It will be remembered as a day of horror and shock. U.S. commercial airliners — hijacked and used as guided missiles — smashed into America’s most prestigious financial and military symbols in New York and Washington, D.C.
Towering steel skyscrapers tumbled before our eyes like a child’s building blocks. The Pentagon’s portly walls were penetrated as if made of cardboard. Suddenly the world’s military and economic superpower seemed helpless and vulnerable.
No one will soon forget where they heard the startling news.
I received word of unfolding events just as former Middle East envoy Dennis Ross finished his remarks about what went wrong with the Middle East Peace process. A crowded roomful of people – already pondering the Middle East crisis — filed out onto Washington’s streets in hushed whispers.
As I walked past the White House and back to the MCC Washington Office on Capitol Hill, smoke billowed from the Pentagon to the south. Stunned workers spilled out of downtown office buildings onto packed sidewalks. Emergency vehicles, sirens wailing, slowly snaked through rush hour gridlock.
Rumors spread quickly. More attacks were underway. “Another plane has just hit the White House!” a woman shouted mistakenly. “This is the end times!” one man declared to another. Everywhere people talked on cell phones to assure loved ones that they were okay. Yesterday’s hot political debate about budget deficits suddenly seemed irrelevant.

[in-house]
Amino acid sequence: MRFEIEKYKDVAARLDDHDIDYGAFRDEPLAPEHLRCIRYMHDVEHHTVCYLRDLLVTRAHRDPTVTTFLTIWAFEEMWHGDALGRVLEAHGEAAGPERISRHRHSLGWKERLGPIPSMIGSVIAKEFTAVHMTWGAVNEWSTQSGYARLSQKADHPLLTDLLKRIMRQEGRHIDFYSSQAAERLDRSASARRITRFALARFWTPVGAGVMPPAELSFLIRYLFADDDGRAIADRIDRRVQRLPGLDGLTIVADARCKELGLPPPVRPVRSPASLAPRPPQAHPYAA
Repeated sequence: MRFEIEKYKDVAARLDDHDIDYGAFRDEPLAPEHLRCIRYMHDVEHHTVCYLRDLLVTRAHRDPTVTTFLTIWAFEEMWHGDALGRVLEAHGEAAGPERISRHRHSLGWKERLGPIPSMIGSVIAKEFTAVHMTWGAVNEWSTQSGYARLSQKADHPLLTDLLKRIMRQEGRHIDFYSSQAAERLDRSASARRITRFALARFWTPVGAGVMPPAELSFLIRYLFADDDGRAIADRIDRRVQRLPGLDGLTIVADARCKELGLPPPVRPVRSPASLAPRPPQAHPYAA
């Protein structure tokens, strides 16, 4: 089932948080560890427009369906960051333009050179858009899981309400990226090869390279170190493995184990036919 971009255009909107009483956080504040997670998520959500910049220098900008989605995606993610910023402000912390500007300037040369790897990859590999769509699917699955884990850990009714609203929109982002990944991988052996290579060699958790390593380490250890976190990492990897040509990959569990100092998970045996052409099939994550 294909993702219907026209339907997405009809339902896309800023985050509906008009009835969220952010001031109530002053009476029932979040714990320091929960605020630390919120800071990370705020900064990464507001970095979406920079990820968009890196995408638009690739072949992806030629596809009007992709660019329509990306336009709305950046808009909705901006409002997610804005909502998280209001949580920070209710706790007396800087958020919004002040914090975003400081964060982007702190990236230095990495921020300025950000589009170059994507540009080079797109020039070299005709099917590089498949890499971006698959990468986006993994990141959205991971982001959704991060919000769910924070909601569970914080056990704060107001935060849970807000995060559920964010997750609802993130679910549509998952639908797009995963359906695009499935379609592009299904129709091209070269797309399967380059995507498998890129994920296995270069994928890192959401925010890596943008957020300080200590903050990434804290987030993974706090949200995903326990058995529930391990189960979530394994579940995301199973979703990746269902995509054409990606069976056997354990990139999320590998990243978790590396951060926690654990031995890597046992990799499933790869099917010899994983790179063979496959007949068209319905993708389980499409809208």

The nation will never be the same. The country’s worst nightmare has happened. Thousands of innocent lives snuffed out in a single morning. Even if it never happens again, Americans now live with a clearer picture of what is possible.
In the days and weeks ahead, we will all grieve the incredible loss of life. We will all feel more vulnerable and cautious. We will also rightly feel anger. Indeed, such violent acts of terror are inexcusably wrong.
But as calls for retaliation roll off the tongues of military and political leaders, it is important to ask whether retaliation will make us more secure or less.
In his remarks spoken while horror reigned from the skies, Ambassador Dennis Ross lamented the futile cycle of violence, retaliation and counter-retaliation in the Middle East during the last 11 months. Neither Israelis nor Palestinians feel more secure as a result. He suggested a more hopeful path forward — based on the practice of justice and a commitment to nonviolence.
Indeed, thousands of years ago already, Jesus cautioned against the “eye for an eye” philosophy (Matthew 5:38-48). He pointed to a new way of security rooted in our trust in God and our concern for all, including those that make us feel afraid.
Many have warned for years that American arrogance and global domination could lead to a day like September 11. I pray that we will not use this tragedy as an opportunity for retaliation but, rather, as an occasion to reflect on what truly makes for global security.
Through the judicial process — not through military retaliation or declarations of war — let us seek to bring justice to those who perpetrated the horrendous slaughter of September 11. But let us also recommit ourselves to do justice in our global relationships. It is the only chance for building a more secure future.